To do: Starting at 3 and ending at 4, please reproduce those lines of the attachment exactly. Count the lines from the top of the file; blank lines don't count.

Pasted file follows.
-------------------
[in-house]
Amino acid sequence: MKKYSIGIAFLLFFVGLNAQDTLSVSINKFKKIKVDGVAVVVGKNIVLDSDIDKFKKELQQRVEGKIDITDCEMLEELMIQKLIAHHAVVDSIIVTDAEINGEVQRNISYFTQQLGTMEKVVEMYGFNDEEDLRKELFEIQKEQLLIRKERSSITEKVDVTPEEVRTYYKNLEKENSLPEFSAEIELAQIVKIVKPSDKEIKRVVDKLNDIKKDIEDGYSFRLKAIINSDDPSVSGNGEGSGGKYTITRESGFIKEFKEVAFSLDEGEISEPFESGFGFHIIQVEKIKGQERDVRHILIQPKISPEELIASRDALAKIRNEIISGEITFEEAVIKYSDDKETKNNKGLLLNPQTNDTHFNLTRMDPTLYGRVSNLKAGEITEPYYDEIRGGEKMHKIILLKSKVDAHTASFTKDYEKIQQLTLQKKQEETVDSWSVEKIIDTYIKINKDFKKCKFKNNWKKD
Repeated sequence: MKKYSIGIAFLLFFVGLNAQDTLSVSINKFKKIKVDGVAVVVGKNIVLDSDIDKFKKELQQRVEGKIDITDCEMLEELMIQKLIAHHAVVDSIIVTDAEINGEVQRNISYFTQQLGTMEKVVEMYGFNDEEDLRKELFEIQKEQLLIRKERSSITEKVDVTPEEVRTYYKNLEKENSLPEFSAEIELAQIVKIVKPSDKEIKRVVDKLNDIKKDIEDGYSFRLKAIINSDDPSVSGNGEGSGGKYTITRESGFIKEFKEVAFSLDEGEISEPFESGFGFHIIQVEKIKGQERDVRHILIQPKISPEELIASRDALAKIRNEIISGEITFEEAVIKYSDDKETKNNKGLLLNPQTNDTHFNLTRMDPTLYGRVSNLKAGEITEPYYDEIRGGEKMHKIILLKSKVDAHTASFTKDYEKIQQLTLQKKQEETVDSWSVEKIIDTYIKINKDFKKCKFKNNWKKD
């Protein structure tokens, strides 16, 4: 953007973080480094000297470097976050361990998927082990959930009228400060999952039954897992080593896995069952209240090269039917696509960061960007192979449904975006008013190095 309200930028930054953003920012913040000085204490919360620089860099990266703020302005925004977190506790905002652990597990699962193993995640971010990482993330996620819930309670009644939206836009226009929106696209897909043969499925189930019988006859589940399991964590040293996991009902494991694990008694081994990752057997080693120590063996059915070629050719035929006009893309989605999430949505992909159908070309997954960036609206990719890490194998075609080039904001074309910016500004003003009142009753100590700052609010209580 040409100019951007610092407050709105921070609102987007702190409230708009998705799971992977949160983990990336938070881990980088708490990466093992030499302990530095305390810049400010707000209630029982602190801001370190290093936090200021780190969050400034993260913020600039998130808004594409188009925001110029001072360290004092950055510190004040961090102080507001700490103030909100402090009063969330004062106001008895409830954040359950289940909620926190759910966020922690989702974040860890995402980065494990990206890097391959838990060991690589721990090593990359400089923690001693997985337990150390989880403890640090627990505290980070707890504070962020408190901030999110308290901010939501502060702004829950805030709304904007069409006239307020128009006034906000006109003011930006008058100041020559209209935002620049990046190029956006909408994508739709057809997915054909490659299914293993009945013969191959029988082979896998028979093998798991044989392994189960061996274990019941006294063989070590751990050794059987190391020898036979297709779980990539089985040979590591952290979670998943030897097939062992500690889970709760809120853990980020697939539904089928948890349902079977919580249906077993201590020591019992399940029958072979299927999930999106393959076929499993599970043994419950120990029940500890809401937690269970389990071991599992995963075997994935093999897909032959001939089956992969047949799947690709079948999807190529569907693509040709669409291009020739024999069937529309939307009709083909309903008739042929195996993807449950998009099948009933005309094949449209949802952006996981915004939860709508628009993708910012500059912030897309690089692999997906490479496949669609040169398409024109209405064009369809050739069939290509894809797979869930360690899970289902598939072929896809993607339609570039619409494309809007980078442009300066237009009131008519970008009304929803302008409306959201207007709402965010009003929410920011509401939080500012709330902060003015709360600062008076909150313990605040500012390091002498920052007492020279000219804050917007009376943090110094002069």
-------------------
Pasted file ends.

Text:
Repeated sequence: MKKYSIGIAFLLFFVGLNAQDTLSVSINKFKKIKVDGVAVVVGKNIVLDSDIDKFKKELQQRVEGKIDITDCEMLEELMIQKLIAHHAVVDSIIVTDAEINGEVQRNISYFTQQLGTMEKVVEMYGFNDEEDLRKELFEIQKEQLLIRKERSSITEKVDVTPEEVRTYYKNLEKENSLPEFSAEIELAQIVKIVKPSDKEIKRVVDKLNDIKKDIEDGYSFRLKAIINSDDPSVSGNGEGSGGKYTITRESGFIKEFKEVAFSLDEGEISEPFESGFGFHIIQVEKIKGQERDVRHILIQPKISPEELIASRDALAKIRNEIISGEITFEEAVIKYSDDKETKNNKGLLLNPQTNDTHFNLTRMDPTLYGRVSNLKAGEITEPYYDEIRGGEKMHKIILLKSKVDAHTASFTKDYEKIQQLTLQKKQEETVDSWSVEKIIDTYIKINKDFKKCKFKNNWKKD
């Protein structure tokens, strides 16, 4: 953007973080480094000297470097976050361990998927082990959930009228400060999952039954897992080593896995069952209240090269039917696509960061960007192979449904975006008013190095 309200930028930054953003920012913040000085204490919360620089860099990266703020302005925004977190506790905002652990597990699962193993995640971010990482993330996620819930309670009644939206836009226009929106696209897909043969499925189930019988006859589940399991964590040293996991009902494991694990008694081994990752057997080693120590063996059915070629050719035929006009893309989605999430949505992909159908070309997954960036609206990719890490194998075609080039904001074309910016500004003003009142009753100590700052609010209580 040409100019951007610092407050709105921070609102987007702190409230708009998705799971992977949160983990990336938070881990980088708490990466093992030499302990530095305390810049400010707000209630029982602190801001370190290093936090200021780190969050400034993260913020600039998130808004594409188009925001110029001072360290004092950055510190004040961090102080507001700490103030909100402090009063969330004062106001008895409830954040359950289940909620926190759910966020922690989702974040860890995402980065494990990206890097391959838990060991690589721990090593990359400089923690001693997985337990150390989880403890640090627990505290980070707890504070962020408190901030999110308290901010939501502060702004829950805030709304904007069409006239307020128009006034906000006109003011930006008058100041020559209209935002620049990046190029956006909408994508739709057809997915054909490659299914293993009945013969191959029988082979896998028979093998798991044989392994189960061996274990019941006294063989070590751990050794059987190391020898036979297709779980990539089985040979590591952290979670998943030897097939062992500690889970709760809120853990980020697939539904089928948890349902079977919580249906077993201590020591019992399940029958072979299927999930999106393959076929499993599970043994419950120990029940500890809401937690269970389990071991599992995963075997994935093999897909032959001939089956992969047949799947690709079948999807190529569907693509040709669409291009020739024999069937529309939307009709083909309903008739042929195996993807449950998009099948009933005309094949449209949802952006996981915004939860709508628009993708910012500059912030897309690089692999997906490479496949669609040169398409024109209405064009369809050739069939290509894809797979869930360690899970289902598939072929896809993607339609570039619409494309809007980078442009300066237009009131008519970008009304929803302008409306959201207007709402965010009003929410920011509401939080500012709330902060003015709360600062008076909150313990605040500012390091002498920052007492020279000219804050917007009376943090110094002069």